In this disclosure, systems and methods are described for temporal prediction using generalized multi-hypothesis prediction. Exemplary encoders and decoders using generalized bi-prediction are described with respect to FIG. 5 and FIG. 9. Systems and methods disclosed herein are organized in sections as follows. The section “Generalized Multi-Hypothesis Prediction” describes exemplary embodiments using generalized multi-hypothesis prediction. The section “Generalized Bi-Prediction” discloses exemplary framework and prediction processes of the generalized bi-prediction. The sections “Construction of Weight Set” and “Weight Index Coding” describe exemplary construction processes for the weight set and describe exemplary techniques for signaling the choice of weights in this set, respectively. In the section “Extensions to Advanced Temporal Prediction Techniques” systems and methods are described for combining exemplary proposed prediction method with advanced inter prediction techniques, including local illuminance compensation and weighted bi-prediction, merge mode, overlapped block motion compensation, affine prediction, bi-directional optical flow, and a decoder-side motion vector derivation technique referred to as frame-rate up conversion bi-prediction. In the section “GBi Prediction Search Strategy,” exemplary encoder-only methods are described for enhancing the efficiency of exemplary prediction methods.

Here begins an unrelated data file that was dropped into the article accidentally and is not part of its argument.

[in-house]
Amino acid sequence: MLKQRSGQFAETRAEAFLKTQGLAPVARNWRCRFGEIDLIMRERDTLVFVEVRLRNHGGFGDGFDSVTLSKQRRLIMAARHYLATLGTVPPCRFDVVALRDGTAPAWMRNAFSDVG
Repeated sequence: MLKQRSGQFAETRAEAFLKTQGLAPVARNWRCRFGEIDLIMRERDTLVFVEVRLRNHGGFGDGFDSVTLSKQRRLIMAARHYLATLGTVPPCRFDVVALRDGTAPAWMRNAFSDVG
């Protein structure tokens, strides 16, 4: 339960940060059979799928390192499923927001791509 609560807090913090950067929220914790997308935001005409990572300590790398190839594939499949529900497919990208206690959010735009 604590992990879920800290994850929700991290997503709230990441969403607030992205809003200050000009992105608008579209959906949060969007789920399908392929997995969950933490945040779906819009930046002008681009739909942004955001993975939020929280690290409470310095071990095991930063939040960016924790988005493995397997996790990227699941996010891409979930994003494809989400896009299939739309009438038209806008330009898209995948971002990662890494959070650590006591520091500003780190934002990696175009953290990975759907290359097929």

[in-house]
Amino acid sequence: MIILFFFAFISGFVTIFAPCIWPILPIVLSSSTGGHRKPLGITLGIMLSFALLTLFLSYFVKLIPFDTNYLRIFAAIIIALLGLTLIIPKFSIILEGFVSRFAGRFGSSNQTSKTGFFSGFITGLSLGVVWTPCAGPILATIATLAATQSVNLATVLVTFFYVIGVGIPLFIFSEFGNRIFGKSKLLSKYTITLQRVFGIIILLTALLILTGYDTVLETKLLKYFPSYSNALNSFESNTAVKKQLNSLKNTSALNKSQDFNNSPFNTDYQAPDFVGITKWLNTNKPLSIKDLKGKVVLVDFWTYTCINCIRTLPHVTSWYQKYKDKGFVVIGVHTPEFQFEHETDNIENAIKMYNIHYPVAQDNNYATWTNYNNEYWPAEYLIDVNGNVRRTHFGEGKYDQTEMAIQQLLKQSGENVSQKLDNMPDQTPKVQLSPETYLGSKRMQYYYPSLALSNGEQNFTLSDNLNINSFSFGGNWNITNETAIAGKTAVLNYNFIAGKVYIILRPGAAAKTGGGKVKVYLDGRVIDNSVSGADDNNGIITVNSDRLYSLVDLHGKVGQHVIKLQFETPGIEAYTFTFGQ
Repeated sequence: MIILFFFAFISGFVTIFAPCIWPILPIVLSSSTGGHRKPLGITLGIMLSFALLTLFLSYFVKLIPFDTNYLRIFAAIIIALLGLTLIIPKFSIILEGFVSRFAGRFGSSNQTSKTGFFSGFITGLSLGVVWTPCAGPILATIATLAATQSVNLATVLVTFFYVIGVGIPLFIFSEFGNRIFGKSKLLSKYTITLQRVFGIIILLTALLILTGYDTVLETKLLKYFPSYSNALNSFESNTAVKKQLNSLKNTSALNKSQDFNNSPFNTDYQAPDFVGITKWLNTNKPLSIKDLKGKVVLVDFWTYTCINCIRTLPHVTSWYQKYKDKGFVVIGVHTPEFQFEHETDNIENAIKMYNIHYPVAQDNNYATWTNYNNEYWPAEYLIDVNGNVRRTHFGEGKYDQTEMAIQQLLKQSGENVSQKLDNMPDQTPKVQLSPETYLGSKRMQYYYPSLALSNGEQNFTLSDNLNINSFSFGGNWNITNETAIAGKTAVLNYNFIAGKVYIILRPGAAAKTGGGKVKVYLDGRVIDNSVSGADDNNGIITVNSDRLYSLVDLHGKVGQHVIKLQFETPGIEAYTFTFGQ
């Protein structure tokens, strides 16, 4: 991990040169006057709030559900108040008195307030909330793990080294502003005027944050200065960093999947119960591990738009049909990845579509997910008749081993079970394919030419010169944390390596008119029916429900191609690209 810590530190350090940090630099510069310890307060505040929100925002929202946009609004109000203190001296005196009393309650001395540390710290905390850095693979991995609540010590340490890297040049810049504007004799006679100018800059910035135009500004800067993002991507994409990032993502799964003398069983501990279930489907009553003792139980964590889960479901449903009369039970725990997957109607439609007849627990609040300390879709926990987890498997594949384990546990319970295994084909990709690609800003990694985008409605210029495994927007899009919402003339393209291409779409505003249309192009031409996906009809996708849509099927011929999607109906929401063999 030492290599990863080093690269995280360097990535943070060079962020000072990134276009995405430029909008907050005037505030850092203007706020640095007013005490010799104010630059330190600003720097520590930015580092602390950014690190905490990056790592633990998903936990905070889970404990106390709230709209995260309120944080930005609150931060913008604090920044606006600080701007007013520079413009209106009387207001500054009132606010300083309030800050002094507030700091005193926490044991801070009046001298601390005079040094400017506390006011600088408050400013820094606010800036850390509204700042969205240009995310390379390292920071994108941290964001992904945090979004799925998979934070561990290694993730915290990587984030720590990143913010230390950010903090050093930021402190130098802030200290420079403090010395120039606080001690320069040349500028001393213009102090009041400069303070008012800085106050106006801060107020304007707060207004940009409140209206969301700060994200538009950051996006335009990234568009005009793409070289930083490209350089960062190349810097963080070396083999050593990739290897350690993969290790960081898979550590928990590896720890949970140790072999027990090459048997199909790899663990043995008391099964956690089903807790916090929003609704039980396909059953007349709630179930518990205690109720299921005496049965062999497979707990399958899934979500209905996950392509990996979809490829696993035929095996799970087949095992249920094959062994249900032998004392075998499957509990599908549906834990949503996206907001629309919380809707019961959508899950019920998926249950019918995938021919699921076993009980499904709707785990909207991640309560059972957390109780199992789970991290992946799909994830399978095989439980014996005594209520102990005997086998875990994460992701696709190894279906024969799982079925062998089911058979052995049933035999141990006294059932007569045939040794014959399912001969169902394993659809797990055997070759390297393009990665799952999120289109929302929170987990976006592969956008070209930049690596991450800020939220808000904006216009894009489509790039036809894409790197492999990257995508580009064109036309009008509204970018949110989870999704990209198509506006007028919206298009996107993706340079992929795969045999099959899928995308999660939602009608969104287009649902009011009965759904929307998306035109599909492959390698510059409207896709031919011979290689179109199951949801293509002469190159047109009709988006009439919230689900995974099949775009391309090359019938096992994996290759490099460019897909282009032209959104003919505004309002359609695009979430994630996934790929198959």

Generalized Multi-Hypothesis Prediction.

Exemplary systems and methods described herein employ a generalized multi-hypothesis prediction. Generalized multi-hypothesis prediction may be described as a generalized form of multi-hypothesis prediction to provide an estimate of a pixel's intensity value based on linearly combining multiple motion-compensated prediction signals. Generalized multi-hypothesis prediction may exploit benefits of multiple predictions with different qualities by combining them together. To reach an accurate estimate, motion-compensated prediction signals may be processed (e.g. gamma correction, local illuminance correction, dynamic range conversion) through a predefined function ƒ(⋅) and may then be combined linearly. Generalized multi-hypothesis prediction can be described with reference to Eq. (1):


P[x]=Σi=1nwi*ƒ(Pi[x+vi])  (1)

where P[x] denotes the resulting prediction signal of a sample x located at a picture position x, w1 represents a weight value applied to the i-th motion hypothesis from the i-th reference picture, Pi[x+vi] is the motion-compensated prediction signal of x using the motion vector (MV) vi, and n is the total number of motion hypotheses.